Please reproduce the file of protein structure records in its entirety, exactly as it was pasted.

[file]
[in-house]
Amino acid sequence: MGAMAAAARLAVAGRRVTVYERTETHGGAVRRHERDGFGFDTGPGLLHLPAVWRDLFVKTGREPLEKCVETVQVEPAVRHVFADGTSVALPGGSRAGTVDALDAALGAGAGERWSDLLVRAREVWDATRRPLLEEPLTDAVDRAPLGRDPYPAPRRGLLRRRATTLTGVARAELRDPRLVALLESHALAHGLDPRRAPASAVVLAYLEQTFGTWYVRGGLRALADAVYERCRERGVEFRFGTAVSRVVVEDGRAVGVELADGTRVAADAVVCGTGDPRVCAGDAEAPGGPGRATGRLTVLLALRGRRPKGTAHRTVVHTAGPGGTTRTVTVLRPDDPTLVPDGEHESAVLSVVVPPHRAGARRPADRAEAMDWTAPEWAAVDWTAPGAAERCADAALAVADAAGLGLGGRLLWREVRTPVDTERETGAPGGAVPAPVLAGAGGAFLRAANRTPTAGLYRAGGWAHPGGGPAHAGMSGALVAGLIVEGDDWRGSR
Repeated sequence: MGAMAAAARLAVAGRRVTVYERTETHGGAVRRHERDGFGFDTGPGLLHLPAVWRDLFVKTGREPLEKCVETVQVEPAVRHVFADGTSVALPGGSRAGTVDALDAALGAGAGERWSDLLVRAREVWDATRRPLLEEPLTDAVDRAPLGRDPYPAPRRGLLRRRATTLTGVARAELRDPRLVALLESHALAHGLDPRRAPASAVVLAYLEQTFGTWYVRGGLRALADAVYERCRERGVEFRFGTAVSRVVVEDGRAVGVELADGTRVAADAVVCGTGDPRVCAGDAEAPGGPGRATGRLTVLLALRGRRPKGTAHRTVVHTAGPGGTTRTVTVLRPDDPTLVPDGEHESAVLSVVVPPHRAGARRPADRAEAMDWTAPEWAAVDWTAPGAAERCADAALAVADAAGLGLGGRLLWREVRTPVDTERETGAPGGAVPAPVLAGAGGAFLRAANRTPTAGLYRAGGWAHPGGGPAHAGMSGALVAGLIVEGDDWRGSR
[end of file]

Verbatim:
[in-house]
Amino acid sequence: MGAMAAAARLAVAGRRVTVYERTETHGGAVRRHERDGFGFDTGPGLLHLPAVWRDLFVKTGREPLEKCVETVQVEPAVRHVFADGTSVALPGGSRAGTVDALDAALGAGAGERWSDLLVRAREVWDATRRPLLEEPLTDAVDRAPLGRDPYPAPRRGLLRRRATTLTGVARAELRDPRLVALLESHALAHGLDPRRAPASAVVLAYLEQTFGTWYVRGGLRALADAVYERCRERGVEFRFGTAVSRVVVEDGRAVGVELADGTRVAADAVVCGTGDPRVCAGDAEAPGGPGRATGRLTVLLALRGRRPKGTAHRTVVHTAGPGGTTRTVTVLRPDDPTLVPDGEHESAVLSVVVPPHRAGARRPADRAEAMDWTAPEWAAVDWTAPGAAERCADAALAVADAAGLGLGGRLLWREVRTPVDTERETGAPGGAVPAPVLAGAGGAFLRAANRTPTAGLYRAGGWAHPGGGPAHAGMSGALVAGLIVEGDDWRGSR
Repeated sequence: MGAMAAAARLAVAGRRVTVYERTETHGGAVRRHERDGFGFDTGPGLLHLPAVWRDLFVKTGREPLEKCVETVQVEPAVRHVFADGTSVALPGGSRAGTVDALDAALGAGAGERWSDLLVRAREVWDATRRPLLEEPLTDAVDRAPLGRDPYPAPRRGLLRRRATTLTGVARAELRDPRLVALLESHALAHGLDPRRAPASAVVLAYLEQTFGTWYVRGGLRALADAVYERCRERGVEFRFGTAVSRVVVEDGRAVGVELADGTRVAADAVVCGTGDPRVCAGDAEAPGGPGRATGRLTVLLALRGRRPKGTAHRTVVHTAGPGGTTRTVTVLRPDDPTLVPDGEHESAVLSVVVPPHRAGARRPADRAEAMDWTAPEWAAVDWTAPGAAERCADAALAVADAAGLGLGGRLLWREVRTPVDTERETGAPGGAVPAPVLAGAGGAFLRAANRTPTAGLYRAGGWAHPGGGPAHAGMSGALVAGLIVEGDDWRGSR